# Using graphing technology to plot and analyse 3D lines

As your more confident A-level students venture into the world of Further Maths, one concept they’re likely to come across is plotting and analysing lines and planes in 3D.

From a mathematical perspective, this isn’t necessarily the most challenging topic your Further Maths students will encounter. However, it is very specific in its rules and requirements, and it demands a certain level of confidence in skills like writing out algebra and doing matrix calculations.

This is the perfect example of a topic that really comes to life when students have access to a graphic calculator for A-level Maths and Further Maths. With that in mind, we asked our maths expert, Simon May, for his thoughts on using the fx-CG50 to explore 3D lines and planes.

## Venturing into the 3D world

For A-level Maths and Further Maths students, plotting 2D graphs and thinking in terms of x and y will be second nature. When you enter the 3D space and add z into the equation, however, things get more complicated and students must do more complex calculations to get the answers they need.

“It’s a significant next step,” Simon noted. “It’s taking things up a notch from equations on a straight line in 2D, and students need to think in a more cohesive way about the information they have and what else they need to know.”

When it comes to teaching this topic and supporting students as they get to grips with it, there are obviously certain limitations to using a whiteboard and pen to represent concepts in three dimensions.

Similarly, graphing software packages have disadvantages such as not enabling fully independent exploration by students and not being accessible in exams.

For Further Maths students who want to really get into this topic and give themselves the best chance of success in exams, there’s no substitute for having graphing technology in the palm of their hands.

## Graphing and exploring 3D lines

Having the ability to plot 3D lines and planes means students can rotate graphs horizontally and vertically, to get a real sense of viewing them in three dimensions.

It’s also possible on the fx-CG50 to draw more than one line in 3D. This enables investigation of common exam challenges such as ascertaining whether two lines are parallel or intersecting, and if it’s the latter, at what point they intersect.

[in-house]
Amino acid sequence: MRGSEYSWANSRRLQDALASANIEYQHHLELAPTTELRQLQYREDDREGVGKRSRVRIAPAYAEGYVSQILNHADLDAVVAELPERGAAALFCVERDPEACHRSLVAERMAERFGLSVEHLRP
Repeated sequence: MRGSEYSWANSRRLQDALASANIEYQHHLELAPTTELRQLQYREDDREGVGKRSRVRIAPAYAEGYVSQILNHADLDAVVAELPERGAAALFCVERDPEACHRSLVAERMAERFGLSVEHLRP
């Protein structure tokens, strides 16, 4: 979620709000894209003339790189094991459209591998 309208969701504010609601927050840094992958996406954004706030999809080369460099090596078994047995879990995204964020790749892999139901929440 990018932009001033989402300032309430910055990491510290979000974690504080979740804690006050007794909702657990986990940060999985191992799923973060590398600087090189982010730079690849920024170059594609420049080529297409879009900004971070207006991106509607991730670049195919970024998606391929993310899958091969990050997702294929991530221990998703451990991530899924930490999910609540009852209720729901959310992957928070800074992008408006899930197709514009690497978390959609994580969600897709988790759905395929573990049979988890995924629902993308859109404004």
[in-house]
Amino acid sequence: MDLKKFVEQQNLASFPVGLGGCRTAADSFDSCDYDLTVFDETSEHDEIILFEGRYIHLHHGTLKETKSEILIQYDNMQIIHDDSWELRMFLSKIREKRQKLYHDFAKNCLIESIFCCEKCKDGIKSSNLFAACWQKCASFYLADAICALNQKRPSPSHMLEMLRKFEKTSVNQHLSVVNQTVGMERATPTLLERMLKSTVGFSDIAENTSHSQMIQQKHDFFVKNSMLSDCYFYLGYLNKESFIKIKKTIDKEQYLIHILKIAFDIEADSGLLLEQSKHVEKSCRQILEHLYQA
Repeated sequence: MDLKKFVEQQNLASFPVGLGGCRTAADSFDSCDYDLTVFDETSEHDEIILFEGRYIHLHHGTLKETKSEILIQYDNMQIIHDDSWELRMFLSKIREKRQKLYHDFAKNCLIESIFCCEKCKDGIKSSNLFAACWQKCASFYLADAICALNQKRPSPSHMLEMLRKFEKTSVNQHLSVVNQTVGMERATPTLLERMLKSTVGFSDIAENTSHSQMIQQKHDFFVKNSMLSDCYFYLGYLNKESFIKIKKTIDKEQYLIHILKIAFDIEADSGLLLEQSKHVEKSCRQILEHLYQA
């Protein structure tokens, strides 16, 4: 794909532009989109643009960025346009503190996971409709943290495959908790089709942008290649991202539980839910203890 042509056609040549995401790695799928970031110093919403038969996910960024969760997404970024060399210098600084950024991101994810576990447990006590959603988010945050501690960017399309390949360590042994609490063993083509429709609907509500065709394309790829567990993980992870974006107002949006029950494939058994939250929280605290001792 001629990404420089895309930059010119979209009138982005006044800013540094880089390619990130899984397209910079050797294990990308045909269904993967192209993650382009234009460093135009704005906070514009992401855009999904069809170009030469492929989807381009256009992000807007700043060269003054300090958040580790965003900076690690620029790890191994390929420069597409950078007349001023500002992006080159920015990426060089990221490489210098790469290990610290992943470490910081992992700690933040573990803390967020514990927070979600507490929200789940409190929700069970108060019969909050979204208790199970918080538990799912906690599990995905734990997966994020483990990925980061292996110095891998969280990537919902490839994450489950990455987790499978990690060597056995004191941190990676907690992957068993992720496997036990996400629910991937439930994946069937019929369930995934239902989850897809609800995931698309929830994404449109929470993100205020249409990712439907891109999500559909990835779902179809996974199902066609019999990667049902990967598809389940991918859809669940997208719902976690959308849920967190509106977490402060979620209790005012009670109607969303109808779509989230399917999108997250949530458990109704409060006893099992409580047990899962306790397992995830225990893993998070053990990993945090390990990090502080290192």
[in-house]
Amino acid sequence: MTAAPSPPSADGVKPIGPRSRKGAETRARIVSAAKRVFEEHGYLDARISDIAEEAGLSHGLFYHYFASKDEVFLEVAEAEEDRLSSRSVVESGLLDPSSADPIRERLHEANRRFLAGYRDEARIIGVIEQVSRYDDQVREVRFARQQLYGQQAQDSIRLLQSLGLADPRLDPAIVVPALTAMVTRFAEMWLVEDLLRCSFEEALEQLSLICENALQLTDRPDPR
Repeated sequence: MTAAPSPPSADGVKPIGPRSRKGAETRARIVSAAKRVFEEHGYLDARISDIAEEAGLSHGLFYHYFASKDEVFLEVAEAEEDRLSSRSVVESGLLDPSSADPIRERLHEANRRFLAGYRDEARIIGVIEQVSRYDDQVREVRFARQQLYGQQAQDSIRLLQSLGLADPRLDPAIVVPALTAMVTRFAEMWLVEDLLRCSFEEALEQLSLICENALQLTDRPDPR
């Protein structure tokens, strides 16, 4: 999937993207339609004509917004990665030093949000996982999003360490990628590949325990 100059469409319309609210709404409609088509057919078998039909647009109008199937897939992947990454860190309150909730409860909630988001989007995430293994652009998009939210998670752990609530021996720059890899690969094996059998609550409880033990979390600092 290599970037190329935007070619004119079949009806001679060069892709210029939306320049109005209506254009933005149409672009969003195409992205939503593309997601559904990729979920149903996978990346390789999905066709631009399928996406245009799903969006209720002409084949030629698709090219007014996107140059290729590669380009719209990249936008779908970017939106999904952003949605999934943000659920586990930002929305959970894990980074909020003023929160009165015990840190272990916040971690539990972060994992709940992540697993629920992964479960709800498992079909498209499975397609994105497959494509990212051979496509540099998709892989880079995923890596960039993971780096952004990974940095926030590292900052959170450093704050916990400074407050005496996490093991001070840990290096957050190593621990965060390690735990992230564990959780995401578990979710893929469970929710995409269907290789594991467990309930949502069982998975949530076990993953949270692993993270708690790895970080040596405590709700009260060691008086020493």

This is where being able to visualise lines in three dimensions becomes crucial, as the perceived relationship between two lines can change when viewed from another angle.

Further Maths examinations could also ask students to explore the relationships between lines and planes, which could be anything from the angle or point at which they intersect to whether they are perpendicular to one another.

“This all relates to vector calculations that students can approach algebraically, but the fx-CG50 has some really nice functions that can calculate the angles and other relationships between lines and planes,” Simon said.

He also noted that, in an exam scenario, students can use the calculator’s graphing features to check the accuracy of their algebraic work. Further Maths exam questions are likely to test students’ abilities by presenting them with a lot of unknowns, which means they will have to do the algebra and other underlying work first, before using their calculator to check what they’ve done so far is correct.

As a side note, it’s important to be aware that there are two different exam modes on the fx-CG50. The A-level Maths exam mode allows access to the calculator’s 3D Graph app, but the IB exam mode does not.

## Making the most of the fx-CG50

Before diving into plotting lines in three dimensions with your students, the first thing to check is that they have the 3D Graph app installed on their device. If they don’t, all they need to do is connect their calculator to a computer via USB and download the add-in from the Casio website. https://education.casio.co.uk/support/os-files/

Once they’re up and running with the app, they will be able to plot up to three lines or planes in 3D, with extra options to draw spheres, cylinders or cones. The app also supports the different required formats for equations for lines and planes.

Furthermore, students can plot a line through a point with a given direction vector, which provides a nice opportunity to link 3D graphing back to equations of 2D lines as represented by y = mx + c. Thinking about the direction of a 3D line as equivalent to a two-dimensional gradient can help students make connections between this new area of 3D graphing and the 2D methodology they’re already familiar with.

The various potential uses of the fx-CG50’s 3D Graph app are covered in more detail in a series of videos in our Resources centre*, *which focus on:

Exploring 3D lines and planes is an exciting feature of the fx-CG50, but the functionality of our most advanced graphic calculator extends well beyond this.

If you’re interested in finding out more about what it can do, why not book a place on one of our free introductory training sessions?

You can sign up here.